If you are lactose intolerant (as i am) then it is really important that you supplement your diet with a multi B complex tablet. Get one including all the B’s ie: B1, B2, B3, B5, B6 and B12 as they work best as a group.

The B complex of vitamins is a water soluble complex and as such our bodies can neither store or produce them. Therefore, we need to ingest them on a daily basis or suffer the consequences as you unfortunately appear to be ….

When you take your daily supplement ensure that you take it with some type of calcium rich food ie: low fat cheese or milk or a calcium supplement as B12 needs calcium to be properly assimilated by the body……… Also calcium needs vitamin D to be properly absorbed so get at least 10 minutes of sun each day or eat cold water fishes such as tuna, sardines, whiting and salmon. These fishes are also rich in magnesium, which is known as the antistress mineral …. Something i reckon you also need at the mo.

Other foods rich in magnesium are leafy and green vegies, nuts and seeds, wholegrains and cereals.

When our bodies are placed under added stress ie: sickness, school studies, new home, new job or just the grind of daily life really …… The B complex of vitamins will usually be the first group to get used up and we therefore need to adjust our intake accordingly.

When you are getting any stress related symptoms or any of the above mentioned symptoms simply take another vitamin B complex tablet. As they are water soluble, our bodies will simply excrete any excess in our urine.

The B complex of vitamins is essential for healthy neural, digestive and immune system functioning.

Drinks loads of fresh filtered water too, as the healthiest and happiest body will always be the most hydrated one.

Try to cut back on the things that will rob you of your precious B complex of vitamins too ie: caffeine, sodas and soft drinks, alcohol are all brilliant B complex thieves —- things such as antibiotics, laxatives, aspirin, diuretics will also do a great job of robbing you of your B’s.

For more difficult insomnia, try 1mg of melatonin sublingually (dissolved under the tongue) 15 minutes before bedtime.

CHEERS
?

Powered by Yahoo! Answers

Your Questions About Insomnia Stress Anxiety

John asks…

Insomnia, anxiety and loss of appetite?

I’m unable to fall asleep until four in the morning and I wake up at around eleven a.m. I have almost no appetite, I’m almost never hungry and I don’t feel like eating until after two p.m! and I have been very anxious, lately. I worry all the time and I had a panic attack one time about a month ago while I was in bed. I’ve been very worried about being in the car and it has gotten worse over the last couple of months. The last time I was in a car it really scared me. what do I do?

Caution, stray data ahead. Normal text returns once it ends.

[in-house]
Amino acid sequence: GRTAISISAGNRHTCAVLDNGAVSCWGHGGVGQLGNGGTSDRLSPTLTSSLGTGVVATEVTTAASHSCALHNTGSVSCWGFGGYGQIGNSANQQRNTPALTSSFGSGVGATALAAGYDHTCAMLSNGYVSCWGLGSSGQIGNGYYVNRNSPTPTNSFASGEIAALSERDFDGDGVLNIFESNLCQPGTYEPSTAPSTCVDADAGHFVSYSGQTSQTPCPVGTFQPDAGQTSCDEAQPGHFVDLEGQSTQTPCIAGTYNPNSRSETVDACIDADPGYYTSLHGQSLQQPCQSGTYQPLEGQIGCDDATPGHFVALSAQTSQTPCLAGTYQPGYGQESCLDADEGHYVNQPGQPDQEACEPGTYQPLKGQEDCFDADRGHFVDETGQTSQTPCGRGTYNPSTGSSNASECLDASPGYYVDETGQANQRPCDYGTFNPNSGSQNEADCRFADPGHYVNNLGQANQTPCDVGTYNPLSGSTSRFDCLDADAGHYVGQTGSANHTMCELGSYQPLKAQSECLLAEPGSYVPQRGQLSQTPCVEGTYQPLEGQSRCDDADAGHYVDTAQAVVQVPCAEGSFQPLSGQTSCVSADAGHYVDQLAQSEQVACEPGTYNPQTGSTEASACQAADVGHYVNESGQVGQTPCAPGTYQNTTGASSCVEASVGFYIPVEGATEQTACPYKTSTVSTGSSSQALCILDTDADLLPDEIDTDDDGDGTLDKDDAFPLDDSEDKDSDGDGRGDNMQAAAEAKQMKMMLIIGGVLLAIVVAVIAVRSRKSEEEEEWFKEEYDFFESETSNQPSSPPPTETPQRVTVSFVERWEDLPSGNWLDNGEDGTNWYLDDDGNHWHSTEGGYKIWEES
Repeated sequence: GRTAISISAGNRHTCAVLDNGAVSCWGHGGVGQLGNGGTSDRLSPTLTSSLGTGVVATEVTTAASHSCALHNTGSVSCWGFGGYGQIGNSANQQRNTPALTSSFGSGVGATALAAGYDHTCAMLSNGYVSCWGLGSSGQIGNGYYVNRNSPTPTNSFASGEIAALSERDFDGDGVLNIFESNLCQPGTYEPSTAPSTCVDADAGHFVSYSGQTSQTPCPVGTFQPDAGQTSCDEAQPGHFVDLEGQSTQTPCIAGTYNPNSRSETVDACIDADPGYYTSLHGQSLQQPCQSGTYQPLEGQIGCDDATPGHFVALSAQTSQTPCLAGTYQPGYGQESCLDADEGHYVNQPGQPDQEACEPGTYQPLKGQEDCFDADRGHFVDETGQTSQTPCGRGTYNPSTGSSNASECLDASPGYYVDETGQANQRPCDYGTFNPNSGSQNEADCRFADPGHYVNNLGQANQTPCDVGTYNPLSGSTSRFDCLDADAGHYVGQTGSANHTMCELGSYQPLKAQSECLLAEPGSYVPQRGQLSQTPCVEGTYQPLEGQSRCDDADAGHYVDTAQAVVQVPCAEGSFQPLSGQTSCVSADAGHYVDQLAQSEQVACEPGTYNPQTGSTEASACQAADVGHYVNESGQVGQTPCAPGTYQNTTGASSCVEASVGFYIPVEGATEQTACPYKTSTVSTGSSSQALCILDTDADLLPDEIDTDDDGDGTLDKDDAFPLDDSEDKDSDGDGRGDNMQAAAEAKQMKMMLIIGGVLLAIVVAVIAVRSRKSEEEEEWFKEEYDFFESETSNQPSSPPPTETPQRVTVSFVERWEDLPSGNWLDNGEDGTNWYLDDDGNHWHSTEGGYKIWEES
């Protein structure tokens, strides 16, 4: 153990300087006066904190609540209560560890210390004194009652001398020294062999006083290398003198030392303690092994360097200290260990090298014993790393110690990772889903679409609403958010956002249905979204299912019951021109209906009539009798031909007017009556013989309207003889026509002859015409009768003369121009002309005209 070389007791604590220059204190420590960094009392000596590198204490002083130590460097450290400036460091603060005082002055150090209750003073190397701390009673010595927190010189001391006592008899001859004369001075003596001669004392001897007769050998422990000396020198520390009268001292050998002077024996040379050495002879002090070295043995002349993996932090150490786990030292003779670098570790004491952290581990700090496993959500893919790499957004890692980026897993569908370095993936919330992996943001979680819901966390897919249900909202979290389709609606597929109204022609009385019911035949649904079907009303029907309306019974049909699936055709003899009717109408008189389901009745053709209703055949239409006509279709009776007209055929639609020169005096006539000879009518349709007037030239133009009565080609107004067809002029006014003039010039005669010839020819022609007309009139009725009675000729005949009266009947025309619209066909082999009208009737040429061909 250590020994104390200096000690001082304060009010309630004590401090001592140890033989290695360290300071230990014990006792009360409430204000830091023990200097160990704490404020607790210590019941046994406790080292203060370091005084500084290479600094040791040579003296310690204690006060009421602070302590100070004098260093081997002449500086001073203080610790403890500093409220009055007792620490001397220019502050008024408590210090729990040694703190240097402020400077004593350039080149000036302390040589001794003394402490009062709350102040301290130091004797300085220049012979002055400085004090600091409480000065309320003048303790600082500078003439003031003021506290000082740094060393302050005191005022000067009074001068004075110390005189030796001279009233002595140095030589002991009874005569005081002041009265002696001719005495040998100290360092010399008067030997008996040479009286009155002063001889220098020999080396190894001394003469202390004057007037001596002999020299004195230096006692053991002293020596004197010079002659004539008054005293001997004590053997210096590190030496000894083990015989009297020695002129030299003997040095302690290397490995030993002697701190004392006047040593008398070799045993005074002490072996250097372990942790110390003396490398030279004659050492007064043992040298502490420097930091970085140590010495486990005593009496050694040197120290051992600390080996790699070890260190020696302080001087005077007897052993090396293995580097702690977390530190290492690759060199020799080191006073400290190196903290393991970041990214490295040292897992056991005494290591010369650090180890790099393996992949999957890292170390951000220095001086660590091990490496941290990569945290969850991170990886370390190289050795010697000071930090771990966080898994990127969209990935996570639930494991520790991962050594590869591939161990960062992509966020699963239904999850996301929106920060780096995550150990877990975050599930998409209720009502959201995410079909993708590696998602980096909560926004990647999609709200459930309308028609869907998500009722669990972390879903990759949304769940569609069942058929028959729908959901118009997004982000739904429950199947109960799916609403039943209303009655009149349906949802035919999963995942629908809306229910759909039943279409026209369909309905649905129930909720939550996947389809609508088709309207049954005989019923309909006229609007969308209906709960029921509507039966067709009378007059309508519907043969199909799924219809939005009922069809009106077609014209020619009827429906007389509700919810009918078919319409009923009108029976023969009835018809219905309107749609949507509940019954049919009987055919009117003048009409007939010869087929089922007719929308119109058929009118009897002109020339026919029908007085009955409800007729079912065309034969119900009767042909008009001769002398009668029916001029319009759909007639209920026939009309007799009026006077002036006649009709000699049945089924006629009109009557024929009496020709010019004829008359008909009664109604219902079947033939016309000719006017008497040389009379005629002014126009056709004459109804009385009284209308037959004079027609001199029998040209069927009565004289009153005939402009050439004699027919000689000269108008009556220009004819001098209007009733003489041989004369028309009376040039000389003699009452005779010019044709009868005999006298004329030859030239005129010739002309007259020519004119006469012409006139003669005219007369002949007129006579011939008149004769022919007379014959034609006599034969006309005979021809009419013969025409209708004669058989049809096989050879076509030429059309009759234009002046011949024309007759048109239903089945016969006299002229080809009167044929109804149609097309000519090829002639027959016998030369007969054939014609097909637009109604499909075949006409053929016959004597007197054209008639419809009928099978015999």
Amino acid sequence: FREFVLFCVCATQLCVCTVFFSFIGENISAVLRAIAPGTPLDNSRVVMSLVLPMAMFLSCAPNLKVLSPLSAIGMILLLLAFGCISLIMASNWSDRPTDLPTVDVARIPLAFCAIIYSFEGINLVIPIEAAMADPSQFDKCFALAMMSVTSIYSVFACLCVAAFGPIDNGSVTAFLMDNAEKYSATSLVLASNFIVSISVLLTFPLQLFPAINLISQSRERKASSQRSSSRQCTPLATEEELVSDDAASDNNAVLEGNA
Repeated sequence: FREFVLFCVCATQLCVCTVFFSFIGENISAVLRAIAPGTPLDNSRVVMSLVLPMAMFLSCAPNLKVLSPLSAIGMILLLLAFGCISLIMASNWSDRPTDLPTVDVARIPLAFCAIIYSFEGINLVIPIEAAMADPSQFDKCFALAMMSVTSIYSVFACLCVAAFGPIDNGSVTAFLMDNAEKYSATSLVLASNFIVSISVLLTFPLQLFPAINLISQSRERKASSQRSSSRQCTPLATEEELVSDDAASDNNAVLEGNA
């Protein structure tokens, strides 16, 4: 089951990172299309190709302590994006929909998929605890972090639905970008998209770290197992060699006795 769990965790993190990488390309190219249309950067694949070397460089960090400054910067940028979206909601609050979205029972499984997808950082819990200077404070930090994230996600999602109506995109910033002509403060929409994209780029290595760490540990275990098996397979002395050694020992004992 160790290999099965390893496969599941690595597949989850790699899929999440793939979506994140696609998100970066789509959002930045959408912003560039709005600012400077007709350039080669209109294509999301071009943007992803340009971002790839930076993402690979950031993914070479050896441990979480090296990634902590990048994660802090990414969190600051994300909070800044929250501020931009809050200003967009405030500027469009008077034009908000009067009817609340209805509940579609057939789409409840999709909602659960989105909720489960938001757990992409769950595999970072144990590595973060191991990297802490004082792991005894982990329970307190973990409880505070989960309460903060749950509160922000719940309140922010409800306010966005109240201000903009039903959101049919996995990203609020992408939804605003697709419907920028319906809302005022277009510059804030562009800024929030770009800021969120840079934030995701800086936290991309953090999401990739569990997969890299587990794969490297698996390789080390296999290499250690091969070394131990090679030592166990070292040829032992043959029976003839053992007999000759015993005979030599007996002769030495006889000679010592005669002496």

Insomnia Stress answers:

Insomnia can be affected by many of factors like stress, depression, sickness, drug, and some bad lifestyle. One of the root cause is the partner who sleep beside you was the reason that make you insomnia.

Depression is a common psychiatric disorder in the modern world and a growing cause of concern for health agencies. You can be used to assess the presence and severity of mild degrees of mood disorder.

Take the test here http://www.yourinsomniacure.com/Depression_Rating_Scale.html

For info on insomnia please visit this article http://www.yourinsomniacure.com

Susan asks…

What is the exact cause of insomnia?

If light is undeniably what makes day, what is the thing that makes insomnia? What is the thing that is undeniably irrefutably the cause of insomnia? I don’t want to hear “could be”s like “it could be this” or “it could be that”. Do you still suffer from insomnia?

Insomnia Stress answers:

Insomnia is often caused by fear, stress, anxiety, medications, herbs, caffeine, depression or sometimes for no apparent reason. Check out http://useinfo-insomnia.blogspot.com/ for more info

Joseph asks…

How do I treat insomnia without taking sleeping pills?

Insomnia Stress answers:

Insomnia is often caused by fear, stress, anxiety, medications, herbs, caffeine, depression or sometimes for no apparent reason. Make sure your bedroom is quiet and dark. Soak a tablespoon of mint leaves in a cup of water for an hour, drink every night. Check out http://useinfo-insomnia.blogspot.com/ for more info

Paul asks…

what is insomnia????

Insomnia Stress answers:

Insomnia means difficulty in falling or staying asleep, the absence of restful sleep, or poor quality of sleep. Insomnia is a symptom of another condition and not a disease. If you have it, it is most likely from depression, stress, or anxiety; but I’ve already known people that got it from a type of medication they were taking.

Sandra asks…

Dealing with stress, anxiety and depression?

Ive seen and heard all the remedies for this. But ive tried them all and i cant seem to escape. Its now causing me to loose a lot of sleep, which is building on to the stress. Its like a cycle, I get stressed, it causes anxiety and insomnia, which eventually leads me to depression.

I go to the gym and am active. I am outside a lot, I try to relax in a bath, i try to talk to friends.
WHY CANT IT GO AWAY.

I really dont have many friends to talk to. and i dont really feel comfortable talking to people anyway.

what is this? and why is it ongoing?
most people get over it when it runs its course.

Insomnia Stress answers:

I’m sorry your hurting, Have you tried to eliminate the things that are causing the stress. I would think if there was something causeing you stress, and you could deal with it, and make that thing go away, than your stress might disapear.